Tag Archives: crime

Caffeinated: Gertrude Stein on Coffee, Agatha Christie’s The Pale Horse Adaptation, and Yorkshire Police Find the One Ring to Rule Them All

Coffee is a lot more than just a drink; it’s something happening. Not as in hip, but like an event, a place to be, but not like a location, but like somewhere within yourself. It gives you time, but not actual hours or minutes, but a chance to be, like be yourself, and have a second cup.

Selected Writings, Gertrude Stein

The Pale Horse, the latest Agatha Christie adaptation from screenwriter Sarah Phelps, released a trailer (below) this week.  It stars Rufus Sewell and Kaya Scodelario, which is spot-on casting because they’re both compelling but it’s particularly easy for them to tilt over into being unlikable as characters. The plot is set in the 60’s and focuses on Mark Easterbrook (Sewell) , who wakes up next to a dead young woman, and is drawn into the mystery surrounding her death when a list of names is found inside her shoe and people from the list keep dying. Scodelario co-stars as his icy wife, a role I’m sure she’ll chew up with ease. The two-episode series airs February 9th and February 16th on the BBC, and it looks like it may release on Amazon Prime on March 13, 2020. Here’s the trailer, and a slightly spoilery review from Empire.

The Internet lit up with glee when some Yorkshire police nabbed a distinctive ring and ah, attempted to return it to its owner.

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Book Review: Mr. Kiss and Tell (Veronica Mars #2)

Mr Kiss and Tell Veronica Mars2004 cult classic TV show Veronica Mars is one of the great loves of my life (it’s one of the tags used enough to actually show up in my tag cloud to the right, for the record). So of course I pre-ordered show creator Rob Thomas and co-writer Jennifer Graham’s second book in the novel series as soon as it was available, knowing that, even if I didn’t like, it, I still wanted to support the series and the world.

In Mr. Kiss and Tell, a girl has been brutally raped and assaulted, and claims that an employee at the Neptune Grand, where she spent the evening before her assault, is the perpetrator. She plans to sue the hotel, which hires Veronica to find out the truth.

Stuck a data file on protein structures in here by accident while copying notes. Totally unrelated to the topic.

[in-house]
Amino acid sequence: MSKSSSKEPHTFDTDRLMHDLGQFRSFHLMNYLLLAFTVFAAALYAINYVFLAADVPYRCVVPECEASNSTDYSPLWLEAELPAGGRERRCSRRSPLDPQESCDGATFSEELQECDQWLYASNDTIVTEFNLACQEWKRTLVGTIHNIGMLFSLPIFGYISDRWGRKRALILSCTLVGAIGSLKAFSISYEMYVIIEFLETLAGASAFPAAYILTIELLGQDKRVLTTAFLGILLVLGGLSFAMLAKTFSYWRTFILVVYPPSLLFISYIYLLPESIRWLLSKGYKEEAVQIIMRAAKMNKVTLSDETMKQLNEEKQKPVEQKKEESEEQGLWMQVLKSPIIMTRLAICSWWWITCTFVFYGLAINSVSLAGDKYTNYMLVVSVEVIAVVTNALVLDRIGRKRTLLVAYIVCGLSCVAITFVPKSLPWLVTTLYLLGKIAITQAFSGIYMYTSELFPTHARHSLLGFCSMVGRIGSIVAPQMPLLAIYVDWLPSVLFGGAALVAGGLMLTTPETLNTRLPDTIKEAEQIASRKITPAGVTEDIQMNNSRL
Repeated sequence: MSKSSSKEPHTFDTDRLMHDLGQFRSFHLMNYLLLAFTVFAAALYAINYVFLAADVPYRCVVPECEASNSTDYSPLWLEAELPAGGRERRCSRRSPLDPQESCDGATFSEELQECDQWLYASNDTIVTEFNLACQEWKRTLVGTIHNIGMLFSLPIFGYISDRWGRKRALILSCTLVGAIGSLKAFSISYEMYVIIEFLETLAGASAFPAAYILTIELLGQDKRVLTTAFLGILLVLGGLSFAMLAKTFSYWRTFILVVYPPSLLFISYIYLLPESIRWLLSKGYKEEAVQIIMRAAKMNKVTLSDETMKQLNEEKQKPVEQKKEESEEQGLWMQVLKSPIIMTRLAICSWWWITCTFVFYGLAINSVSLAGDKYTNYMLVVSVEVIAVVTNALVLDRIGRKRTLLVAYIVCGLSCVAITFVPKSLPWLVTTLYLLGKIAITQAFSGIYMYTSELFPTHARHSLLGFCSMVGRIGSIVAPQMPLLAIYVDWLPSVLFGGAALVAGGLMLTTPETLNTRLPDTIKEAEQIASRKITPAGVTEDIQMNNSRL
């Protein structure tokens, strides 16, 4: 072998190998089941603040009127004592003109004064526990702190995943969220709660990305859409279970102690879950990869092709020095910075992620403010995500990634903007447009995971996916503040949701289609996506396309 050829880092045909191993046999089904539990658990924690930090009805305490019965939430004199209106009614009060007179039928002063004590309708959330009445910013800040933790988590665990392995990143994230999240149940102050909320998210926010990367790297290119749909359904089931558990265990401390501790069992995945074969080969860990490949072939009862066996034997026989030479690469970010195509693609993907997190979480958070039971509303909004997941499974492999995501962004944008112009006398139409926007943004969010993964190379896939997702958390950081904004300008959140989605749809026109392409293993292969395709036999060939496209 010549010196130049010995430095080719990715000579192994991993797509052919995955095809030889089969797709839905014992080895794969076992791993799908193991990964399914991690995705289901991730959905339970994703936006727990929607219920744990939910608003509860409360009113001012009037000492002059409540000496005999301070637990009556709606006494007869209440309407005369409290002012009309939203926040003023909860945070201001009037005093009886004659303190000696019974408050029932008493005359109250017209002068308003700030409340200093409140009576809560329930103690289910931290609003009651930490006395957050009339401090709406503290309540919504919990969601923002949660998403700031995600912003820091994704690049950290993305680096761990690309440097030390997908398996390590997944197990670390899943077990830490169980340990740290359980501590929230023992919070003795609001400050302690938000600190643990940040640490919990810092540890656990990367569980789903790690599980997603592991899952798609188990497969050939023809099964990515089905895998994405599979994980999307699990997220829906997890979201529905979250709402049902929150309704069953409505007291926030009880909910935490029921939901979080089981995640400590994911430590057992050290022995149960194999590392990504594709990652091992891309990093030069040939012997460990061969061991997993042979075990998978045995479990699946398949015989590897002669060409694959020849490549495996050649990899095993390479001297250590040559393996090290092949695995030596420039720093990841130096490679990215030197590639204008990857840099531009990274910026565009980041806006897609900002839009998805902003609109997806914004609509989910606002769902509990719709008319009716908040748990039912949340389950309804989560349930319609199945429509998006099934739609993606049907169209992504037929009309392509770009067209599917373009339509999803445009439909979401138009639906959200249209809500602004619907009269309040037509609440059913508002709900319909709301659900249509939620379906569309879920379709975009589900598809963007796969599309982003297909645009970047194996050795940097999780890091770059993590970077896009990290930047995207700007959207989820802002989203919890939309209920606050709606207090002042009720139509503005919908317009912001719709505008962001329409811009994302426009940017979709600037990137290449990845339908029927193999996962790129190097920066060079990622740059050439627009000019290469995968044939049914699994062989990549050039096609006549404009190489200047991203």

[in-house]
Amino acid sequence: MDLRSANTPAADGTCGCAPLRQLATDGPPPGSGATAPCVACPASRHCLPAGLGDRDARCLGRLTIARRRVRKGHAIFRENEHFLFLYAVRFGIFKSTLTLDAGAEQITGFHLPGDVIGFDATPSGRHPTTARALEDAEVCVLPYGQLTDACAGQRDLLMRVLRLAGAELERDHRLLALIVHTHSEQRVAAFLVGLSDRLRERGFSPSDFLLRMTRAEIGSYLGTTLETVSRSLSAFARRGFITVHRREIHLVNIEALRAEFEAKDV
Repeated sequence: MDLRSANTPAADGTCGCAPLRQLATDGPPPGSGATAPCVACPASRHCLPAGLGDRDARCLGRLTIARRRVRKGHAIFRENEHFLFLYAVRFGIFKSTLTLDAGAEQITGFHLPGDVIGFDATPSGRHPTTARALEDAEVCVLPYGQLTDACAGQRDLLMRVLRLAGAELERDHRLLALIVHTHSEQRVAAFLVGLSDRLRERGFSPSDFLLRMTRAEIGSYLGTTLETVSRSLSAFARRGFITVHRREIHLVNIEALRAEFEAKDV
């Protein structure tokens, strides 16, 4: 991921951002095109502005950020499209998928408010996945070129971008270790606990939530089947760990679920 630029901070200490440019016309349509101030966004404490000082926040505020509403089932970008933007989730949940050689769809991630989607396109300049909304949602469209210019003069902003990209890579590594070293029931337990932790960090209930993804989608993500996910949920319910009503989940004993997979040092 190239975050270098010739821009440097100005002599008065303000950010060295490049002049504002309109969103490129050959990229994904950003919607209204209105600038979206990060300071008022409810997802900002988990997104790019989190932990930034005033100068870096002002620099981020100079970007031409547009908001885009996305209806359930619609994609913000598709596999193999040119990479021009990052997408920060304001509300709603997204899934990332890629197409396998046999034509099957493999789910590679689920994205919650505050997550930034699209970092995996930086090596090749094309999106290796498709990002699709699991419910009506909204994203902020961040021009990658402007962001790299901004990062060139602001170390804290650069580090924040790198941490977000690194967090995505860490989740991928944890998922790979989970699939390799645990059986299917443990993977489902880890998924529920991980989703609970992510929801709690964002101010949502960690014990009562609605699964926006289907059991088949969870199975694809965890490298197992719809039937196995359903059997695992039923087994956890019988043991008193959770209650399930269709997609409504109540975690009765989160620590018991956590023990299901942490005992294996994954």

The second half of this (as was the case in the first book), is much faster-paced and tighter than the first half, but only my familiarity with and love for the characters gives life to what is unfortunately rather an underwhelming, stale world. Every single plot twist and turn, except perhaps one, is predictable – the book sets up the two or three central conflicts in the first one-third and then unrolls them in exactly the way you’d expect, without deviation. One of these subplots is the institutionalized corruption and injustice of the police force, and the series wants to be a dark, gritty take on this, a reflection of 21st-century realities, but the depth of world and character-building just isn’t there. What does that structure look like, how does corruption interact with itself, what are the internal processes and motivations of those involved? The subplot is brushed on, hinted at further development, but never really delved into.

Logan takes up a scant handful of pages sprinkled through the novel, reflective of his non-prioritized role in Veronica’s life, which is faithful to the original series but is puzzling and frustrating at this point. Rob Thomas and the writers assured fans by the events of the film that Veronica is deeply in love with Logan and committed – yet one of the same things that tore them apart in the TV series is still evident, and unlike in the series, the book doesn’t show it as a flaw: Veronica’s compulsive habit of prioritizing her cases over everything in her life.

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CBS’ Unforgettable and Hair Envy

I’ve been on a huge crime/murder kick lately, so have been trying quite a few murder series. CBS’ Unforgettable is the latest, and while it’s quite middling, it’s an easy, undemanding watch, competently written, and I’m enjoying it. Carrie Wells (Poppy Mongtomgery) has a photographic memory, and joined the force after he rolder sister is killed in front of her when they’re children. She can’t remember the murderer’s face, and while looking for him and trying to remember she hunts down other killers and defends victims. After leaving the force for a while she returns and pairs up with ex-boyfriend Al Burns (Dylan Walsh). The two solve murders for the NYPD.

I mostly like it because of Poppy Montgomery, because this woman…can we talk about her hair? I’ve always rather wanted red hair and hers is the most gorgeous I’ve seen apart from Julia Roberts.

unforgettable poppy montgomery vlcsnap-2014-09-02-23h22m18s65

Al has a girlfriend. Gorgeous, smart…and she’ll never be able to displace Carrie in Al’s heart. vlcsnap-2014-09-02-23h44m16s163 vlcsnap-2014-09-02-23h57m00s155 vlcsnap-2014-09-03-17h00m17s229 vlcsnap-2014-09-03-17h01m02s166 vlcsnap-2014-09-03-17h01m40s38

Not when he looks at her like this. vlcsnap-2014-09-03-17h02m08s58

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